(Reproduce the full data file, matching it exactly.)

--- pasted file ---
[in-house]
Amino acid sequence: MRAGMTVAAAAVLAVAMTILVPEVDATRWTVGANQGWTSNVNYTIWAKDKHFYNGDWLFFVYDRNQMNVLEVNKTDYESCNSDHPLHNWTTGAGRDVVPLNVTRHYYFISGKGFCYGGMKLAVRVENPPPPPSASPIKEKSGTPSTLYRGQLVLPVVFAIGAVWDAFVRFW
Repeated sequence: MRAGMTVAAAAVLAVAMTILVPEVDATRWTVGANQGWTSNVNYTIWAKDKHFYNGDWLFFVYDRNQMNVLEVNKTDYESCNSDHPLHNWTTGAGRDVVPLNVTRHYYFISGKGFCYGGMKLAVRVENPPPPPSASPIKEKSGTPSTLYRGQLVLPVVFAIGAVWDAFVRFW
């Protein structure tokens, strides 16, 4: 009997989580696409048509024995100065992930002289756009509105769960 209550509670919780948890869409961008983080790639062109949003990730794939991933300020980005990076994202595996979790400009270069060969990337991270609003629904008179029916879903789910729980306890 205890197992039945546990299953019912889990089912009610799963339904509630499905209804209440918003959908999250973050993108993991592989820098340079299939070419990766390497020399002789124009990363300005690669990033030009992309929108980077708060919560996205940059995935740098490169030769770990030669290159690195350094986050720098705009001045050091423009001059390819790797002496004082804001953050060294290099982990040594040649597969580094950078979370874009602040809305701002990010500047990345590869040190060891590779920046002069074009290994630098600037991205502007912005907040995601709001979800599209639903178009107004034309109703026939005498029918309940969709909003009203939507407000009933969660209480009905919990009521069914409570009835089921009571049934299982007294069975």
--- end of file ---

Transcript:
[in-house]
Amino acid sequence: MRAGMTVAAAAVLAVAMTILVPEVDATRWTVGANQGWTSNVNYTIWAKDKHFYNGDWLFFVYDRNQMNVLEVNKTDYESCNSDHPLHNWTTGAGRDVVPLNVTRHYYFISGKGFCYGGMKLAVRVENPPPPPSASPIKEKSGTPSTLYRGQLVLPVVFAIGAVWDAFVRFW
Repeated sequence: MRAGMTVAAAAVLAVAMTILVPEVDATRWTVGANQGWTSNVNYTIWAKDKHFYNGDWLFFVYDRNQMNVLEVNKTDYESCNSDHPLHNWTTGAGRDVVPLNVTRHYYFISGKGFCYGGMKLAVRVENPPPPPSASPIKEKSGTPSTLYRGQLVLPVVFAIGAVWDAFVRFW
């Protein structure tokens, strides 16, 4: 009997989580696409048509024995100065992930002289756009509105769960 209550509670919780948890869409961008983080790639062109949003990730794939991933300020980005990076994202595996979790400009270069060969990337991270609003629904008179029916879903789910729980306890 205890197992039945546990299953019912889990089912009610799963339904509630499905209804209440918003959908999250973050993108993991592989820098340079299939070419990766390497020399002789124009990363300005690669990033030009992309929108980077708060919560996205940059995935740098490169030769770990030669290159690195350094986050720098705009001045050091423009001059390819790797002496004082804001953050060294290099982990040594040649597969580094950078979370874009602040809305701002990010500047990345590869040190060891590779920046002069074009290994630098600037991205502007912005907040995601709001979800599209639903178009107004034309109703026939005498029918309940969709909003009203939507407000009933969660209480009905919990009521069914409570009835089921009571049934299982007294069975």